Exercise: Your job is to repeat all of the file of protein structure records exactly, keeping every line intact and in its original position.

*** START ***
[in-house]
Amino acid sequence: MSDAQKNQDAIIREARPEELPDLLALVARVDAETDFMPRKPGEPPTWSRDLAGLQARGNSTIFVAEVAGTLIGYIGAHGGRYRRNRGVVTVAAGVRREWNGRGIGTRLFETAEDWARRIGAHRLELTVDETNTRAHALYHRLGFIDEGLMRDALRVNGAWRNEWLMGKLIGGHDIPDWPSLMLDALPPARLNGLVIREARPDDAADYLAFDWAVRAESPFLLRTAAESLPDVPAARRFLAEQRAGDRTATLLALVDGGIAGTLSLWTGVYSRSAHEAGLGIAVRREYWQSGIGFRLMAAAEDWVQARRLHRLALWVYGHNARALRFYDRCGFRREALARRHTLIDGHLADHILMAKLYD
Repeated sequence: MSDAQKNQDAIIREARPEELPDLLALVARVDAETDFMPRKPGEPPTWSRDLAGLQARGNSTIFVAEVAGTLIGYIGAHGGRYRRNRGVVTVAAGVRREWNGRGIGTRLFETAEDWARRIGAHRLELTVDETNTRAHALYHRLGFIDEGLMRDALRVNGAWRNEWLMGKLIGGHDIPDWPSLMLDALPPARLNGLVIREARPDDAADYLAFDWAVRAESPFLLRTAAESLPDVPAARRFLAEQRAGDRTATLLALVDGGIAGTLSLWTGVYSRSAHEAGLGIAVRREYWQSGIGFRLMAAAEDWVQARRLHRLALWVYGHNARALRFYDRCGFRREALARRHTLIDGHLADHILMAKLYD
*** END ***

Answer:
[in-house]
Amino acid sequence: MSDAQKNQDAIIREARPEELPDLLALVARVDAETDFMPRKPGEPPTWSRDLAGLQARGNSTIFVAEVAGTLIGYIGAHGGRYRRNRGVVTVAAGVRREWNGRGIGTRLFETAEDWARRIGAHRLELTVDETNTRAHALYHRLGFIDEGLMRDALRVNGAWRNEWLMGKLIGGHDIPDWPSLMLDALPPARLNGLVIREARPDDAADYLAFDWAVRAESPFLLRTAAESLPDVPAARRFLAEQRAGDRTATLLALVDGGIAGTLSLWTGVYSRSAHEAGLGIAVRREYWQSGIGFRLMAAAEDWVQARRLHRLALWVYGHNARALRFYDRCGFRREALARRHTLIDGHLADHILMAKLYD
Repeated sequence: MSDAQKNQDAIIREARPEELPDLLALVARVDAETDFMPRKPGEPPTWSRDLAGLQARGNSTIFVAEVAGTLIGYIGAHGGRYRRNRGVVTVAAGVRREWNGRGIGTRLFETAEDWARRIGAHRLELTVDETNTRAHALYHRLGFIDEGLMRDALRVNGAWRNEWLMGKLIGGHDIPDWPSLMLDALPPARLNGLVIREARPDDAADYLAFDWAVRAESPFLLRTAAESLPDVPAARRFLAEQRAGDRTATLLALVDGGIAGTLSLWTGVYSRSAHEAGLGIAVRREYWQSGIGFRLMAAAEDWVQARRLHRLALWVYGHNARALRFYDRCGFRREALARRHTLIDGHLADHILMAKLYD